How bad?
Before we can understand the ramifications, if any, we need to first realize how deep the relationship is between Pittsburgh-based suppliers and the Dreamliner. What most people don't realize is that when you're looking at a Dreamliner, you're seeing Pittsburgh innovation at its finest.

Take the windows, which are designed using innovations from PPG Industries (PPG 0.75%). They were developed with three goals in mind: simplify maintenance, reduce costs, and enhance the flying experience for the crew and passengers.  

The company did just that with windshields kept clear of ice thanks to gold and indium-tin oxide heating systems while passengers can enjoy their flight by looking through Alteos window systems. The Alteos feature electrochromic window shades powered by an interactive system controlled by the passenger. With a simple push of a button, passengers can switch from a bright, clear state to a completely dark state.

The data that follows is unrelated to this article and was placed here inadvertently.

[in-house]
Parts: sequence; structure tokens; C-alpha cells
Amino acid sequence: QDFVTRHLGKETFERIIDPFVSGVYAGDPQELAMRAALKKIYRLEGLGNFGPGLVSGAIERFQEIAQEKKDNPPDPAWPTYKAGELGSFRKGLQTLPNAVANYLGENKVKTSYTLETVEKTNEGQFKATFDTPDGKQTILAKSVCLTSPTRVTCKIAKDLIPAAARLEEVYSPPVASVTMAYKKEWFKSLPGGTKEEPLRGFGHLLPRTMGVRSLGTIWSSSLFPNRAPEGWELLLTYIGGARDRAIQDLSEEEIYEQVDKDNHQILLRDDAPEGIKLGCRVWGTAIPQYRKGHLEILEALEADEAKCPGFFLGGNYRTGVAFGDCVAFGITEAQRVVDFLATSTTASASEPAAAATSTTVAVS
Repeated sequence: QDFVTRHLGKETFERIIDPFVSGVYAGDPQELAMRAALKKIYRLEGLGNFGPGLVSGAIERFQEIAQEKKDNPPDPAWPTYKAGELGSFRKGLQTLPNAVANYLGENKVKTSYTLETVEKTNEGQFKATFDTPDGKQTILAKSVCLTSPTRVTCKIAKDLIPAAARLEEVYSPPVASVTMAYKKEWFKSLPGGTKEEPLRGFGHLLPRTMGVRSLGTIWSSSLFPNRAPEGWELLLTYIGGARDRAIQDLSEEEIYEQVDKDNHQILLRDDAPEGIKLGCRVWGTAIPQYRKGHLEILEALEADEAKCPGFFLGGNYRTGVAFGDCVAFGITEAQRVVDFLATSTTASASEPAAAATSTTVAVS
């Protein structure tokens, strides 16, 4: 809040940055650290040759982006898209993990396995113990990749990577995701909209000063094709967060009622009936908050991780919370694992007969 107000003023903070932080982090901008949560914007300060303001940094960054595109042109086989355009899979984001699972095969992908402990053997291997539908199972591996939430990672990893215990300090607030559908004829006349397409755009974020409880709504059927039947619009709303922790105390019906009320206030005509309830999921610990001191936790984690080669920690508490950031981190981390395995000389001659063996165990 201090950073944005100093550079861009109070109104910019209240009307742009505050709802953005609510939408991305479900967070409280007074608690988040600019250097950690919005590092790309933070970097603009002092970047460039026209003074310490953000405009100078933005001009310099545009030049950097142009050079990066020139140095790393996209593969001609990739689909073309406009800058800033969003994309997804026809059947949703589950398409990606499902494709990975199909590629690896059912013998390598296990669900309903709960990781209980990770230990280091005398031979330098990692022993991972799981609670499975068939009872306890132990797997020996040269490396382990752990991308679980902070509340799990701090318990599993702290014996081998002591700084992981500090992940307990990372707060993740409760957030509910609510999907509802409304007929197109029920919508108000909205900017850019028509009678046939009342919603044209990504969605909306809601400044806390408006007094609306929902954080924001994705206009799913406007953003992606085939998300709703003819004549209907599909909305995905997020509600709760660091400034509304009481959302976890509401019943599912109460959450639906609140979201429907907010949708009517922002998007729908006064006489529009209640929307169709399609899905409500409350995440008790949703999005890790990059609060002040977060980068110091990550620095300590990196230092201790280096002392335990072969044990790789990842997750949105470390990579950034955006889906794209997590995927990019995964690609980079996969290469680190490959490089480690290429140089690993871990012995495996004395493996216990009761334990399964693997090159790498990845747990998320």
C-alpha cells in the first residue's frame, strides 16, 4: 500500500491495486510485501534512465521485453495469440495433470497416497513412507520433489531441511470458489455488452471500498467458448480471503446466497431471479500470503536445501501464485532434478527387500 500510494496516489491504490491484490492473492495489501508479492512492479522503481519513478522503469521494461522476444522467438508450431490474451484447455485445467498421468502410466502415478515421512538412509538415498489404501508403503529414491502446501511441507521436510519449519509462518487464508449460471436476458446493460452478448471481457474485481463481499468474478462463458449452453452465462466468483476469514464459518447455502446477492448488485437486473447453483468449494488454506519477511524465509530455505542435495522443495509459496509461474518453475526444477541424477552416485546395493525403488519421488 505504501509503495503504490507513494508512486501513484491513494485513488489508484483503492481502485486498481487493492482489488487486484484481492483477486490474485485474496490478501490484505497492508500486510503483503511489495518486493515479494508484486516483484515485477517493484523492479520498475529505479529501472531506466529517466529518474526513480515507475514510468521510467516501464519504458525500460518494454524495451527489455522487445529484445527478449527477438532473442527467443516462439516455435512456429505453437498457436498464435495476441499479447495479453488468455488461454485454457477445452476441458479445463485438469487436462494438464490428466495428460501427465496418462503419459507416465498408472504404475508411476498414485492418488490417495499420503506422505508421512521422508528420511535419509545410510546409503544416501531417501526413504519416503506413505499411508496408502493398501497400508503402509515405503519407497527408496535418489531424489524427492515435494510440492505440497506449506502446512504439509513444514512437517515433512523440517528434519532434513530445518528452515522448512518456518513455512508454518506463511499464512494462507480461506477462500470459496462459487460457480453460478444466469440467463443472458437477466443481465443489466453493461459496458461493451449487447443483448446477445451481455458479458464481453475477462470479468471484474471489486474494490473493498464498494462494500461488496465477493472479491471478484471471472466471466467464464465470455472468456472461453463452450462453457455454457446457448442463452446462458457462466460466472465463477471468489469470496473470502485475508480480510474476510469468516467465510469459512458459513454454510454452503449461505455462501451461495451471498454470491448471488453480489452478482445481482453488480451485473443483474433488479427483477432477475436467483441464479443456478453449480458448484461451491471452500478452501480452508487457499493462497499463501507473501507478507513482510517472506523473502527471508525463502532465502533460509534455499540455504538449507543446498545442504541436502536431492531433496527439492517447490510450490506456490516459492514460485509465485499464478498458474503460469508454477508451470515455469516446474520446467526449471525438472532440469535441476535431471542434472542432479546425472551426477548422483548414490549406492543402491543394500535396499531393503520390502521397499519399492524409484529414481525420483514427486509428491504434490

Not only was PPG Industries instrumental in the design of the windows but it also supplies the coatings system. This is not your average can of paint. This strippable system of coatings saves airlines time when the plane is in need of a new paint job. Saving time is important because, as they say, time is money.

PPG isn't the only Pittsburgh-based company bringing innovation to the Dreamliner. In fact the city's innovation goes even deeper into the structure of the 787. You see, in order for the aircraft to meet the fuel efficiency needs of its customers, Boeing needed to increase its use of titanium. While titanium isn't as well-known as other commodity metals, it has the highest strength-to-weight ratio of any metal. That's key for increasing fuel efficiency without sacrificing safety. Those properties have made titanium one of the fastest-growing components used by the aerospace industry and a reason why its usage is projected to grow 8.5% annually through 2019.